Groundwater flow is one of the mechanisms through which trees keep rivers flowing even the dry season. Besides this, the recharge of groundwater tables also benefits people because India’s groundwater situation is growing dire. In 2011, almost 30% of India’s districts had a groundwater situation that was either semi-critical, critical or overexploited. This is up from just 8% in 1995. “If current trends continue, in 20 years about 60% of all India’s aquifers will be in a critical condition” says a World Bank report.
While more sustainable irrigation practices need to be brought in to completely reverse these trends, trees are also an important component in the solution. There are many examples of how groundwater availability has declined when trees are cut down from an area. In Bengaluru, for example, Thindlu or Doddabommasandra lake used to be surrounded by thick vegetation and had a high groundwater table. But when construction started coming up in the region, vegetation was removed. This led to the drastic decline in the groundwater table. The lake was once home to several hundreds of bird species that spent part of their migratory cycle there. But today, the lake is completely dry. The residents in this area face water shortage with groundwater levels falling to 700 feet below the surface.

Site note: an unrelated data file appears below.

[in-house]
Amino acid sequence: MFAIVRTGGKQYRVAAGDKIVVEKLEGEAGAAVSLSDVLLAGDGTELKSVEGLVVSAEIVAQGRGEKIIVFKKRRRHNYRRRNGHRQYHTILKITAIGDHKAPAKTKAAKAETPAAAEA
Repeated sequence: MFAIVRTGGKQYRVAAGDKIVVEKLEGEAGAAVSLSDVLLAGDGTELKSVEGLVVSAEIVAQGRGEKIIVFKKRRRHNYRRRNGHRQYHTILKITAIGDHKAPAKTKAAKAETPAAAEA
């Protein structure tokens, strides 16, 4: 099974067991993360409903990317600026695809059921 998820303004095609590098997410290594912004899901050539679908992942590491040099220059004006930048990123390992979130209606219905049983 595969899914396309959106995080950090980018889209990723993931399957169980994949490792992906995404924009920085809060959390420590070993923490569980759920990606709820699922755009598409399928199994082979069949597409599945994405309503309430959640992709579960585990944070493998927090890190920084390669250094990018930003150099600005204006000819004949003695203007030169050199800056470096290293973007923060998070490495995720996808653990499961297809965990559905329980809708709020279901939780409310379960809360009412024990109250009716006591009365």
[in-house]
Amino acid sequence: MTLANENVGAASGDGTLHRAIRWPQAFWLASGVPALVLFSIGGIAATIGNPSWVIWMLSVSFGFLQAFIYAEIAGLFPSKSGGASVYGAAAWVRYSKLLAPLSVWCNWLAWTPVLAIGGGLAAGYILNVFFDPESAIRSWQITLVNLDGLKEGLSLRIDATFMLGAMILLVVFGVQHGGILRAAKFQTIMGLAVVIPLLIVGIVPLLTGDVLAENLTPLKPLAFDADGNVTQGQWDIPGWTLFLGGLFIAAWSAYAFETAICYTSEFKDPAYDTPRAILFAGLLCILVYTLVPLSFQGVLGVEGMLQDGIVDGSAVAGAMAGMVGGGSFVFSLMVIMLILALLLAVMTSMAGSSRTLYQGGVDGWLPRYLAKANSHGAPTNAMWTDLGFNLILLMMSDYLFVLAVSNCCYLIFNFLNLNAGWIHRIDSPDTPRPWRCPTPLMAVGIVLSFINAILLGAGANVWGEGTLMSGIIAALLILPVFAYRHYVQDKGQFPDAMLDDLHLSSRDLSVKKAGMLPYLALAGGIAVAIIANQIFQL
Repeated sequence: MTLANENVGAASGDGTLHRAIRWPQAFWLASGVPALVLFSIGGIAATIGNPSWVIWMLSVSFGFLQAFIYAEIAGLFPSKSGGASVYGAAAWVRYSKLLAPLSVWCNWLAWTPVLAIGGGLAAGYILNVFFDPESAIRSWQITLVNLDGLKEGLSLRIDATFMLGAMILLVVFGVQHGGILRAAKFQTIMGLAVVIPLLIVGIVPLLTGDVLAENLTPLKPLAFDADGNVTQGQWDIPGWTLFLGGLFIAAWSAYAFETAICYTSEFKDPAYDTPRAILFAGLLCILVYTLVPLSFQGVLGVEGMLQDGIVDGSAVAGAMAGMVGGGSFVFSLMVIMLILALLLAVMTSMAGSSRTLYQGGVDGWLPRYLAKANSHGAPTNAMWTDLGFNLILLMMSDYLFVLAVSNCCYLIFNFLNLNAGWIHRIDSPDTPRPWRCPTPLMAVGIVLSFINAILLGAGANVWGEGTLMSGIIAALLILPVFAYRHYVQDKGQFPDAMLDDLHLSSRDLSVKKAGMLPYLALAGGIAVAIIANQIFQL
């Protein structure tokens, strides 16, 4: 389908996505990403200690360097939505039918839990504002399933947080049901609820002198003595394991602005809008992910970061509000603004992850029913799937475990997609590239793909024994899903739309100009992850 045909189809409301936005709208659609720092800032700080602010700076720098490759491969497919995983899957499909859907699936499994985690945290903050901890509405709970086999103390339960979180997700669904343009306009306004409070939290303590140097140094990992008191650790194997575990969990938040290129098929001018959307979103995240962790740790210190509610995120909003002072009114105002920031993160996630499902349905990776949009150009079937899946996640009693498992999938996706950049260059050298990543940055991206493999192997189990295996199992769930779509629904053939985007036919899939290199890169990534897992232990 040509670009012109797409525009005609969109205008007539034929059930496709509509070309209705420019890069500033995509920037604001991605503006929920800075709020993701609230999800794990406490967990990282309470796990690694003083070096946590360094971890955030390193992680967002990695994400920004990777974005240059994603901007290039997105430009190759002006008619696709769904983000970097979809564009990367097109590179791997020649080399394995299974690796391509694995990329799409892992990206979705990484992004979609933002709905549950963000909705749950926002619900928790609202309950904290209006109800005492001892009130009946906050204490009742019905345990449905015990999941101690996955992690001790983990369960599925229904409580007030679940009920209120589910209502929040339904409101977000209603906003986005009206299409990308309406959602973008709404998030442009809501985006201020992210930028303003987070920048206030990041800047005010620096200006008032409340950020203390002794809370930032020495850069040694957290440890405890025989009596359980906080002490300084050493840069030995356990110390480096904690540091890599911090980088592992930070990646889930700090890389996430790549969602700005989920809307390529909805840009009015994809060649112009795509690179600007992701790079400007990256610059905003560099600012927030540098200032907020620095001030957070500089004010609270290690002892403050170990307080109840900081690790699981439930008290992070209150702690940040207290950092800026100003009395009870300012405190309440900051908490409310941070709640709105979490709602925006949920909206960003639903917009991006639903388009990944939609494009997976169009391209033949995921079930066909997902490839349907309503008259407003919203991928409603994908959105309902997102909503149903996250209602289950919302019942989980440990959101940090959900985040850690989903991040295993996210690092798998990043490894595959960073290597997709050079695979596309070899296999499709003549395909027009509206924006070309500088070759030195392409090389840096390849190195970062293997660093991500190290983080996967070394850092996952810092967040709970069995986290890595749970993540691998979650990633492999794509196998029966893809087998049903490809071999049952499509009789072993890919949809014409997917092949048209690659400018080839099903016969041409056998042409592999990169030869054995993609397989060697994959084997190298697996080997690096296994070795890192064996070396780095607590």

The Koramangala Games Village in the city is no better. With the removal of vegetation and the proliferation of concrete structures, rainwater no longer seeps into the ground. The water table has thus dropped to 600 feet below the surface, and residents are bearing the brunt.
This groundwater or base flow component of river flow is especially important in the context of climate change. Several studies have shown that the Indian subcontinent will experience more extreme wet and dry spells. In this situation, the planting of trees will ensure that water sinks into the soil rather than flowing above ground and causing floods. This groundwater component also increases dry season flow, thus reducing the effect of dry spells.
Agroforestry techniques are now being used in many countries to increase food production, check soil erosion and reduce flooding. Computational models show that if reforesting is done in 20-35% of the river’s catchment, a 10-15% reduction is seen in flood peak heights after 25 years of forest growth.
Another important factor is that many native trees in India consume less water per kilogram of produce than rice and wheat – the predominant food crops grown in India today accounting for 59% of India’s agricultural area under food grains. For example, wheat requires about 1900 liters/kg and rice needs 3000 liters/kg. Mangoes, like wheat, need 1900 liters/kg – which is still 30% less than rice. But fruits such as oranges need 900 liters/kg – less than half what wheat consumes and less than a third of what rice consumes. Pomegranate needs even less – about 750 liters/kg.